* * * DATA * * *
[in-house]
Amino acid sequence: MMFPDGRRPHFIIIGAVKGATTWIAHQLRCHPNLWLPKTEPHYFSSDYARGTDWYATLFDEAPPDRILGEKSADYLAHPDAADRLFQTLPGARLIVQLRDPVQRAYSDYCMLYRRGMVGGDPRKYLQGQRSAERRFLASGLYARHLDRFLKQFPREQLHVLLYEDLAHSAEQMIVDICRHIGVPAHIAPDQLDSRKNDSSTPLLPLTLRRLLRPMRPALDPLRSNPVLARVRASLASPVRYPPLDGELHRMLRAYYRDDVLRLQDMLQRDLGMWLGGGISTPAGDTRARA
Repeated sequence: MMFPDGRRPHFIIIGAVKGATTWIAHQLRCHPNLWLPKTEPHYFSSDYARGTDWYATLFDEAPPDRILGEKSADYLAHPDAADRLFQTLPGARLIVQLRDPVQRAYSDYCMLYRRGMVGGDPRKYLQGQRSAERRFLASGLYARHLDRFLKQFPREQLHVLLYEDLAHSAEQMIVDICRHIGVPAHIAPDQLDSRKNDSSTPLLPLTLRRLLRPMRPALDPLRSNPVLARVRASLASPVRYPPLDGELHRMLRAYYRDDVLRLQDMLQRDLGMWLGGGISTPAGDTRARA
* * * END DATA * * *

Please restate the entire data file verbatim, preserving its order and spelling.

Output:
[in-house]
Amino acid sequence: MMFPDGRRPHFIIIGAVKGATTWIAHQLRCHPNLWLPKTEPHYFSSDYARGTDWYATLFDEAPPDRILGEKSADYLAHPDAADRLFQTLPGARLIVQLRDPVQRAYSDYCMLYRRGMVGGDPRKYLQGQRSAERRFLASGLYARHLDRFLKQFPREQLHVLLYEDLAHSAEQMIVDICRHIGVPAHIAPDQLDSRKNDSSTPLLPLTLRRLLRPMRPALDPLRSNPVLARVRASLASPVRYPPLDGELHRMLRAYYRDDVLRLQDMLQRDLGMWLGGGISTPAGDTRARA
Repeated sequence: MMFPDGRRPHFIIIGAVKGATTWIAHQLRCHPNLWLPKTEPHYFSSDYARGTDWYATLFDEAPPDRILGEKSADYLAHPDAADRLFQTLPGARLIVQLRDPVQRAYSDYCMLYRRGMVGGDPRKYLQGQRSAERRFLASGLYARHLDRFLKQFPREQLHVLLYEDLAHSAEQMIVDICRHIGVPAHIAPDQLDSRKNDSSTPLLPLTLRRLLRPMRPALDPLRSNPVLARVRASLASPVRYPPLDGELHRMLRAYYRDDVLRLQDMLQRDLGMWLGGGISTPAGDTRARA